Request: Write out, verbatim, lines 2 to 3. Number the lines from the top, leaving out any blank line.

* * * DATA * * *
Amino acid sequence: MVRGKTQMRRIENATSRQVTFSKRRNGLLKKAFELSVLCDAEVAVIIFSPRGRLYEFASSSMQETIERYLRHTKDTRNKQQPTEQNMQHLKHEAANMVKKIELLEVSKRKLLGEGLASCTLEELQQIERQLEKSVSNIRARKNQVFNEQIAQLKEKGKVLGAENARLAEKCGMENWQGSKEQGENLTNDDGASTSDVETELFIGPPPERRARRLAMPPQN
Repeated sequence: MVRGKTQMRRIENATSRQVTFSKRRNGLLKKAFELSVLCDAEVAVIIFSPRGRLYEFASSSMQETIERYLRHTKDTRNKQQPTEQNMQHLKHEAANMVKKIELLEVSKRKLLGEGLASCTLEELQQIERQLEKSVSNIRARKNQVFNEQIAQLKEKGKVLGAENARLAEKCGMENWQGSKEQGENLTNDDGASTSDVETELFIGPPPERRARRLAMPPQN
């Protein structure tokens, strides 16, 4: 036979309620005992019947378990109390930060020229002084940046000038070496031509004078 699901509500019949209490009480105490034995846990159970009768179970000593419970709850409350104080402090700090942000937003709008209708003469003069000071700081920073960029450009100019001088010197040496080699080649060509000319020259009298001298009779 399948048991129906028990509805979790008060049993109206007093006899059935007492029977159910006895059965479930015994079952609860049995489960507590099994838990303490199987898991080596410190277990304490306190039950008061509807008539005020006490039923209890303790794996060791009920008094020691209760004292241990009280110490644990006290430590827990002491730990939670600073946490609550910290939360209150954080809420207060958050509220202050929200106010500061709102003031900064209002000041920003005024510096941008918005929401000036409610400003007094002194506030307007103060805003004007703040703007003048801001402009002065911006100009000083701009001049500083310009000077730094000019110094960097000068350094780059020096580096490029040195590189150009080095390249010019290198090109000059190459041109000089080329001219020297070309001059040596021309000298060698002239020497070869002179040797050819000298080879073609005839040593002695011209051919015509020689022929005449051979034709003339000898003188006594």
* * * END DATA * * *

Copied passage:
Repeated sequence: MVRGKTQMRRIENATSRQVTFSKRRNGLLKKAFELSVLCDAEVAVIIFSPRGRLYEFASSSMQETIERYLRHTKDTRNKQQPTEQNMQHLKHEAANMVKKIELLEVSKRKLLGEGLASCTLEELQQIERQLEKSVSNIRARKNQVFNEQIAQLKEKGKVLGAENARLAEKCGMENWQGSKEQGENLTNDDGASTSDVETELFIGPPPERRARRLAMPPQN
């Protein structure tokens, strides 16, 4: 036979309620005992019947378990109390930060020229002084940046000038070496031509004078 699901509500019949209490009480105490034995846990159970009768179970000593419970709850409350104080402090700090942000937003709008209708003469003069000071700081920073960029450009100019001088010197040496080699080649060509000319020259009298001298009779 399948048991129906028990509805979790008060049993109206007093006899059935007492029977159910006895059965479930015994079952609860049995489960507590099994838990303490199987898991080596410190277990304490306190039950008061509807008539005020006490039923209890303790794996060791009920008094020691209760004292241990009280110490644990006290430590827990002491730990939670600073946490609550910290939360209150954080809420207060958050509220202050929200106010500061709102003031900064209002000041920003005024510096941008918005929401000036409610400003007094002194506030307007103060805003004007703040703007003048801001402009002065911006100009000083701009001049500083310009000077730094000019110094960097000068350094780059020096580096490029040195590189150009080095390249010019290198090109000059190459041109000089080329001219020297070309001059040596021309000298060698002239020497070869002179040797050819000298080879073609005839040593002695011209051919015509020689022929005449051979034709003339000898003188006594």